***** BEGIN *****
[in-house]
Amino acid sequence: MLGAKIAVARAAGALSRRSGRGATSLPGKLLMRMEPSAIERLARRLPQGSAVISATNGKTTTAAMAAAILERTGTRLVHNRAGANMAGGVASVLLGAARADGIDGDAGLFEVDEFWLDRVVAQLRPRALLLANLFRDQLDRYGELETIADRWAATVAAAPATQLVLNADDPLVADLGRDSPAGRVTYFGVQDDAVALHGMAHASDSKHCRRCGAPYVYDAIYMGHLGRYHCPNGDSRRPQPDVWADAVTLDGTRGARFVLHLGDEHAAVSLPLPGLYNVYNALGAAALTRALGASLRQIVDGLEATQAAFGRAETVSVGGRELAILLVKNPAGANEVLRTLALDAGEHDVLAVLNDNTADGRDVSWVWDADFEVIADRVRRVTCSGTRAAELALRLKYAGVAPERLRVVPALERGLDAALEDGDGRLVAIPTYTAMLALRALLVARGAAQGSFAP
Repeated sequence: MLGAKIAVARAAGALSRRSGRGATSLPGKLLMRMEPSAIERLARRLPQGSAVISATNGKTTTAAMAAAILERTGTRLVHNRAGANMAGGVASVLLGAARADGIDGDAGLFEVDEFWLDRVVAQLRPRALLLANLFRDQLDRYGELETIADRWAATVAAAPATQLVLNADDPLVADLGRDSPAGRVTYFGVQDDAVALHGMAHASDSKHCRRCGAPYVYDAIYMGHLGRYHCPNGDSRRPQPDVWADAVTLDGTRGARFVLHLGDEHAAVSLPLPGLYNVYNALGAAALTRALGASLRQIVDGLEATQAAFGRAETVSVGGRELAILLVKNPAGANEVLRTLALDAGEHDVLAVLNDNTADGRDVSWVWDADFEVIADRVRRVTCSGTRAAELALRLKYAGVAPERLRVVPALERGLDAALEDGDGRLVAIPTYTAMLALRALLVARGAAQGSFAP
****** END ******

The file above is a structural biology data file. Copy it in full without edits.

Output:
[in-house]
Amino acid sequence: MLGAKIAVARAAGALSRRSGRGATSLPGKLLMRMEPSAIERLARRLPQGSAVISATNGKTTTAAMAAAILERTGTRLVHNRAGANMAGGVASVLLGAARADGIDGDAGLFEVDEFWLDRVVAQLRPRALLLANLFRDQLDRYGELETIADRWAATVAAAPATQLVLNADDPLVADLGRDSPAGRVTYFGVQDDAVALHGMAHASDSKHCRRCGAPYVYDAIYMGHLGRYHCPNGDSRRPQPDVWADAVTLDGTRGARFVLHLGDEHAAVSLPLPGLYNVYNALGAAALTRALGASLRQIVDGLEATQAAFGRAETVSVGGRELAILLVKNPAGANEVLRTLALDAGEHDVLAVLNDNTADGRDVSWVWDADFEVIADRVRRVTCSGTRAAELALRLKYAGVAPERLRVVPALERGLDAALEDGDGRLVAIPTYTAMLALRALLVARGAAQGSFAP
Repeated sequence: MLGAKIAVARAAGALSRRSGRGATSLPGKLLMRMEPSAIERLARRLPQGSAVISATNGKTTTAAMAAAILERTGTRLVHNRAGANMAGGVASVLLGAARADGIDGDAGLFEVDEFWLDRVVAQLRPRALLLANLFRDQLDRYGELETIADRWAATVAAAPATQLVLNADDPLVADLGRDSPAGRVTYFGVQDDAVALHGMAHASDSKHCRRCGAPYVYDAIYMGHLGRYHCPNGDSRRPQPDVWADAVTLDGTRGARFVLHLGDEHAAVSLPLPGLYNVYNALGAAALTRALGASLRQIVDGLEATQAAFGRAETVSVGGRELAILLVKNPAGANEVLRTLALDAGEHDVLAVLNDNTADGRDVSWVWDADFEVIADRVRRVTCSGTRAAELALRLKYAGVAPERLRVVPALERGLDAALEDGDGRLVAIPTYTAMLALRALLVARGAAQGSFAP